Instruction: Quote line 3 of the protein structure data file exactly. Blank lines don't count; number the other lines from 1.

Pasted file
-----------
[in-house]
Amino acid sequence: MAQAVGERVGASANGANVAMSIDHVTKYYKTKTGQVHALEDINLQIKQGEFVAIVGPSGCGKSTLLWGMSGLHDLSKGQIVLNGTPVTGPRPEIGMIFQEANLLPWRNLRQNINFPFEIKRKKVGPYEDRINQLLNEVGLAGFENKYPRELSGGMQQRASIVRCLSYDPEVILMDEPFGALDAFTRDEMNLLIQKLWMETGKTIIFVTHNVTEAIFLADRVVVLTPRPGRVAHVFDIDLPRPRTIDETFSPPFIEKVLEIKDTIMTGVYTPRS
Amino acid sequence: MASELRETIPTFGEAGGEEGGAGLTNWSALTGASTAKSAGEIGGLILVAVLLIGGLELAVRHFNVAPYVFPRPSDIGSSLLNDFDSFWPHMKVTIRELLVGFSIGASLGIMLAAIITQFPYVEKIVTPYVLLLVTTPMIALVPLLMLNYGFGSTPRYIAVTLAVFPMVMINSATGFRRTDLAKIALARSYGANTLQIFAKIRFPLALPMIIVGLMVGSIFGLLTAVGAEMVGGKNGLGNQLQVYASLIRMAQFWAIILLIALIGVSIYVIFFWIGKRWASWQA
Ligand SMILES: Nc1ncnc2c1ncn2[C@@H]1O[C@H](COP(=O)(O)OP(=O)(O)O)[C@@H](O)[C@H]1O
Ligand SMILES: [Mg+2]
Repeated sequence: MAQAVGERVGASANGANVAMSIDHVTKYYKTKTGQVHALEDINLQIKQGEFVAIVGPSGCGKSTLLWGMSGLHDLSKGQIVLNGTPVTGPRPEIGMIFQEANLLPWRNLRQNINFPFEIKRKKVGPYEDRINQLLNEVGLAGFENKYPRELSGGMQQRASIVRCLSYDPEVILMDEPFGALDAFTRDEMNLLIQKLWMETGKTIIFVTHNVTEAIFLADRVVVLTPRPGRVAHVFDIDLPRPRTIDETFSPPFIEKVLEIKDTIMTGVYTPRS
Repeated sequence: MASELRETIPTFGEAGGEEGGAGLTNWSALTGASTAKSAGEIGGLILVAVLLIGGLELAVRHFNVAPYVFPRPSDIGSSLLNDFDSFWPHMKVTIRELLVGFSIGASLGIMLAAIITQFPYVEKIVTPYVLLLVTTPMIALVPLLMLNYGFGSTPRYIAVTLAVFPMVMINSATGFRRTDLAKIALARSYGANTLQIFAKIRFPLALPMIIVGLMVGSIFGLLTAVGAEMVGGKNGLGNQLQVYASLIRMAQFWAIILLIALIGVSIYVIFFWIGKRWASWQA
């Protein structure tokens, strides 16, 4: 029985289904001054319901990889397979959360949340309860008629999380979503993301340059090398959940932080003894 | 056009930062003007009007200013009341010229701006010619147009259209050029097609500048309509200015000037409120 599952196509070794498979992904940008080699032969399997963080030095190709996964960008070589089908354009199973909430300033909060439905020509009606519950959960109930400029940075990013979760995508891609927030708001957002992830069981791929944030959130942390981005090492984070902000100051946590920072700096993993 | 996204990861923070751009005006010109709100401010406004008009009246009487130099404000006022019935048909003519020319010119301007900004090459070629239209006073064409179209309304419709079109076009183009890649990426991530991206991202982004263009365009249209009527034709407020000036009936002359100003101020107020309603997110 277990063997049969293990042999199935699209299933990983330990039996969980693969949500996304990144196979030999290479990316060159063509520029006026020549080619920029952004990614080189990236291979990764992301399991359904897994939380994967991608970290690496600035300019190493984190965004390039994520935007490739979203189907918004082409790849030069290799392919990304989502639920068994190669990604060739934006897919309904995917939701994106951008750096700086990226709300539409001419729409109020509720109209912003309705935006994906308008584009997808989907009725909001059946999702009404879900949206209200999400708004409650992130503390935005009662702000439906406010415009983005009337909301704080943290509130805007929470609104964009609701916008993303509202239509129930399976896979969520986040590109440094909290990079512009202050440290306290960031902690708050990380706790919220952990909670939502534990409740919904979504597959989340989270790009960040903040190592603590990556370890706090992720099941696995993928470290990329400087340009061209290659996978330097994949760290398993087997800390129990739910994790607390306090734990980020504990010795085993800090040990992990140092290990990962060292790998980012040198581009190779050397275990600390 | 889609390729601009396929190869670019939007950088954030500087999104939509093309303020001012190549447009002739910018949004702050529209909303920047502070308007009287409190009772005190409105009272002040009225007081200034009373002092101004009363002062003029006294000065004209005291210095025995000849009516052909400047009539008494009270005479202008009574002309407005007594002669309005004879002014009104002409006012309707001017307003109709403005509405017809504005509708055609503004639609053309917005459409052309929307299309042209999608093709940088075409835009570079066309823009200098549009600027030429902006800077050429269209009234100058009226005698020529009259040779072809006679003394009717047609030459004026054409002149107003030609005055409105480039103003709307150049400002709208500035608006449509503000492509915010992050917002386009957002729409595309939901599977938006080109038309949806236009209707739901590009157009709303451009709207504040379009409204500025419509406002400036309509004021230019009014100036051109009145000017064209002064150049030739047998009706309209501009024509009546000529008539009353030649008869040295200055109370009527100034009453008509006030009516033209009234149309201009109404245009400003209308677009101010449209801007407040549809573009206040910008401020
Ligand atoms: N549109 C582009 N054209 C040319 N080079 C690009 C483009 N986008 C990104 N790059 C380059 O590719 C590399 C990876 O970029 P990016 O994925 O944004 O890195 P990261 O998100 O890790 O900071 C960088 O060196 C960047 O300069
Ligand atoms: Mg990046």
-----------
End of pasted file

Amino acid sequence: MASELRETIPTFGEAGGEEGGAGLTNWSALTGASTAKSAGEIGGLILVAVLLIGGLELAVRHFNVAPYVFPRPSDIGSSLLNDFDSFWPHMKVTIRELLVGFSIGASLGIMLAAIITQFPYVEKIVTPYVLLLVTTPMIALVPLLMLNYGFGSTPRYIAVTLAVFPMVMINSATGFRRTDLAKIALARSYGANTLQIFAKIRFPLALPMIIVGLMVGSIFGLLTAVGAEMVGGKNGLGNQLQVYASLIRMAQFWAIILLIALIGVSIYVIFFWIGKRWASWQA